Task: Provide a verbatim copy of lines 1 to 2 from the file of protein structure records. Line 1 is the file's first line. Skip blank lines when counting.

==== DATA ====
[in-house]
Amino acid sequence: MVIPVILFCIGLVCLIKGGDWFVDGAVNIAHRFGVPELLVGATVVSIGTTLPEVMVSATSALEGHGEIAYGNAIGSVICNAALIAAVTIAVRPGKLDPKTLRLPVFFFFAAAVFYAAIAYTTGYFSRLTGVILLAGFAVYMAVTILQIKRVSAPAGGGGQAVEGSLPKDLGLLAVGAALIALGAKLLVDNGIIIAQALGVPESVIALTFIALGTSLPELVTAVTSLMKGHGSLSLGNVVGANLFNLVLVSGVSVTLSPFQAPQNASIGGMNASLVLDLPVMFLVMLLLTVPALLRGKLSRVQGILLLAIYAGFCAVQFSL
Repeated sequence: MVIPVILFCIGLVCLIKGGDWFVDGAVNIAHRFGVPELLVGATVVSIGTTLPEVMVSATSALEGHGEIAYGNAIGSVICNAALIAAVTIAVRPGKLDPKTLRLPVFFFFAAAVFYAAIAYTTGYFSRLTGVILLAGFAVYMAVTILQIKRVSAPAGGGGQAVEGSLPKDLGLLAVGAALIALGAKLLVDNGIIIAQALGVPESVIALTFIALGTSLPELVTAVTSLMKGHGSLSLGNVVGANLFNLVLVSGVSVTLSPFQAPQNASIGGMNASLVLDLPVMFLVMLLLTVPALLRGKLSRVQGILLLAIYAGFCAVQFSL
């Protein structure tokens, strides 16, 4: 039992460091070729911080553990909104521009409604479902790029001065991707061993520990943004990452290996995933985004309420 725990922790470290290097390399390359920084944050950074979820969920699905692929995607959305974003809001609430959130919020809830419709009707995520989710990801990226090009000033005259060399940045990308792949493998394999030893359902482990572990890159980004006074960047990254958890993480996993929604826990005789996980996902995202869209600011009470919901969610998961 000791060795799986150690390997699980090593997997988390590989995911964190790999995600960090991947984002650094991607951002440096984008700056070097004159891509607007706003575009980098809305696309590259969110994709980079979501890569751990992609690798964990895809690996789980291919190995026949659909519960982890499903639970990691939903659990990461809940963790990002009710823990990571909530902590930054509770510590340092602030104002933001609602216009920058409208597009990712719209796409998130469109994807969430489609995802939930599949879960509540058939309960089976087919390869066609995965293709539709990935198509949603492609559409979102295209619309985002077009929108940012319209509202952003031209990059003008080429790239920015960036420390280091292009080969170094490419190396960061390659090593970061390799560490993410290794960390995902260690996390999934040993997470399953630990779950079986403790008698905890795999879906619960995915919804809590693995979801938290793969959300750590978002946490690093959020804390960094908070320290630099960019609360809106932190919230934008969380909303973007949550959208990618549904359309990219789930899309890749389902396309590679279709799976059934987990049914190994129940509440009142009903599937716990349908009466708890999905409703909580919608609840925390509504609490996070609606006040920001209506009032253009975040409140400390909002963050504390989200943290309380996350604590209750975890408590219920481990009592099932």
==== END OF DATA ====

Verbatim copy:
[in-house]
Amino acid sequence: MVIPVILFCIGLVCLIKGGDWFVDGAVNIAHRFGVPELLVGATVVSIGTTLPEVMVSATSALEGHGEIAYGNAIGSVICNAALIAAVTIAVRPGKLDPKTLRLPVFFFFAAAVFYAAIAYTTGYFSRLTGVILLAGFAVYMAVTILQIKRVSAPAGGGGQAVEGSLPKDLGLLAVGAALIALGAKLLVDNGIIIAQALGVPESVIALTFIALGTSLPELVTAVTSLMKGHGSLSLGNVVGANLFNLVLVSGVSVTLSPFQAPQNASIGGMNASLVLDLPVMFLVMLLLTVPALLRGKLSRVQGILLLAIYAGFCAVQFSL